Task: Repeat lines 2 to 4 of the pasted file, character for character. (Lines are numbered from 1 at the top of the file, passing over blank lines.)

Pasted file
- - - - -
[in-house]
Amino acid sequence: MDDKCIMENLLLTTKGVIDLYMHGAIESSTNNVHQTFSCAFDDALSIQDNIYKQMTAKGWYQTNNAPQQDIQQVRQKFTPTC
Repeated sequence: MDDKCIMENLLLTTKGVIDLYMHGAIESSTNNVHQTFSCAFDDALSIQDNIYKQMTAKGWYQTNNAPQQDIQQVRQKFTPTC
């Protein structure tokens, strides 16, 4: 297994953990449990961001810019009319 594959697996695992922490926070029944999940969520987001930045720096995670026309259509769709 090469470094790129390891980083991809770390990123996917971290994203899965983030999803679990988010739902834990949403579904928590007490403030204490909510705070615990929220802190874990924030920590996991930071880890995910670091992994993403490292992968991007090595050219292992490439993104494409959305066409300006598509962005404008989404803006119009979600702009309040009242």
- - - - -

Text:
Amino acid sequence: MDDKCIMENLLLTTKGVIDLYMHGAIESSTNNVHQTFSCAFDDALSIQDNIYKQMTAKGWYQTNNAPQQDIQQVRQKFTPTC
Repeated sequence: MDDKCIMENLLLTTKGVIDLYMHGAIESSTNNVHQTFSCAFDDALSIQDNIYKQMTAKGWYQTNNAPQQDIQQVRQKFTPTC
């Protein structure tokens, strides 16, 4: 297994953990449990961001810019009319 594959697996695992922490926070029944999940969520987001930045720096995670026309259509769709 090469470094790129390891980083991809770390990123996917971290994203899965983030999803679990988010739902834990949403579904928590007490403030204490909510705070615990929220802190874990924030920590996991930071880890995910670091992994993403490292992968991007090595050219292992490439993104494409959305066409300006598509962005404008989404803006119009979600702009309040009242």